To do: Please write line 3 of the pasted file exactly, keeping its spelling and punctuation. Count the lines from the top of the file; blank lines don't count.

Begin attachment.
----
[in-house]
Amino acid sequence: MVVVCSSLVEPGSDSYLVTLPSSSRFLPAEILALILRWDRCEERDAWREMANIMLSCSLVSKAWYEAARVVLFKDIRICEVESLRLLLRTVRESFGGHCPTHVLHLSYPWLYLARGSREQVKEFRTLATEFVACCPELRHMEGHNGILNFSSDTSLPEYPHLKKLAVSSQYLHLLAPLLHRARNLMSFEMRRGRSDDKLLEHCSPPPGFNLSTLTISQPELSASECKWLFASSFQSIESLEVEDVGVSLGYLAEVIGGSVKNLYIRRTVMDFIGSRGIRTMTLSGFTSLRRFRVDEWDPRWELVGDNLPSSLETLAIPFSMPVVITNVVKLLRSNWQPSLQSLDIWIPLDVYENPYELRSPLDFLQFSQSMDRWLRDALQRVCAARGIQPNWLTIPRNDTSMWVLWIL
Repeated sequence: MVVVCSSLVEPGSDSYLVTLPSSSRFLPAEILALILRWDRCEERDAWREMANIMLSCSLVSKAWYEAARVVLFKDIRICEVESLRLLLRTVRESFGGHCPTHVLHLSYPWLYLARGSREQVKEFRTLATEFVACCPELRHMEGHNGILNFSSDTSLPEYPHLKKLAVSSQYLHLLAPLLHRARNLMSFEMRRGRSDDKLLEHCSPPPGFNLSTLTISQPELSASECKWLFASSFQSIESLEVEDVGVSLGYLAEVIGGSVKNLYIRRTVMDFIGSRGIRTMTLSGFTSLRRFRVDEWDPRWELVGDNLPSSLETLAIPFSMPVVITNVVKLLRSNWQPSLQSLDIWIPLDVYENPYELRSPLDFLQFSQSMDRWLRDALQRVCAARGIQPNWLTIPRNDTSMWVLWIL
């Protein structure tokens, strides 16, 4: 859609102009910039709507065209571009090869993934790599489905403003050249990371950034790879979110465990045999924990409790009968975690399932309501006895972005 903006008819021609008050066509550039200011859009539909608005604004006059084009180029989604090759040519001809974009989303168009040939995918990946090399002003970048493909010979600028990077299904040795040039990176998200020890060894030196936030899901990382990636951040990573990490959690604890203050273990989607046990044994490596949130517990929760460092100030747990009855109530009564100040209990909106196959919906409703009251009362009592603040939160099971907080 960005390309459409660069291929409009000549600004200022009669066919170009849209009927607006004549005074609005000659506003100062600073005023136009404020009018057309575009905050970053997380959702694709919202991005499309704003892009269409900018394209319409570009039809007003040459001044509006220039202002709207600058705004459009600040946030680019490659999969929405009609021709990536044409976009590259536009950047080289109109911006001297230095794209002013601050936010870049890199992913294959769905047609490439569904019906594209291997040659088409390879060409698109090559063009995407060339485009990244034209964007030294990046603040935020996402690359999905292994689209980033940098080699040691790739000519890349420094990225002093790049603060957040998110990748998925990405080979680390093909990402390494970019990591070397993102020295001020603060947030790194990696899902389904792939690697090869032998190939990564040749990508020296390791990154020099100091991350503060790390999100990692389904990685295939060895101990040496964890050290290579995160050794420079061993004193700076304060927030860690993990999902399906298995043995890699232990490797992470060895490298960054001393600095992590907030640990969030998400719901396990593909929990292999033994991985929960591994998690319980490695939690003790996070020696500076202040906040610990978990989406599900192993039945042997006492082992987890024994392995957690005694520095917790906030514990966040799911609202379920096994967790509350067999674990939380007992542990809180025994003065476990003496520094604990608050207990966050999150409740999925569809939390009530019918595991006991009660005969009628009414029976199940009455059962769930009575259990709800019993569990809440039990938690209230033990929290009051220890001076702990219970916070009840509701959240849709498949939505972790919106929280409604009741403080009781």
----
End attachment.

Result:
Repeated sequence: MVVVCSSLVEPGSDSYLVTLPSSSRFLPAEILALILRWDRCEERDAWREMANIMLSCSLVSKAWYEAARVVLFKDIRICEVESLRLLLRTVRESFGGHCPTHVLHLSYPWLYLARGSREQVKEFRTLATEFVACCPELRHMEGHNGILNFSSDTSLPEYPHLKKLAVSSQYLHLLAPLLHRARNLMSFEMRRGRSDDKLLEHCSPPPGFNLSTLTISQPELSASECKWLFASSFQSIESLEVEDVGVSLGYLAEVIGGSVKNLYIRRTVMDFIGSRGIRTMTLSGFTSLRRFRVDEWDPRWELVGDNLPSSLETLAIPFSMPVVITNVVKLLRSNWQPSLQSLDIWIPLDVYENPYELRSPLDFLQFSQSMDRWLRDALQRVCAARGIQPNWLTIPRNDTSMWVLWIL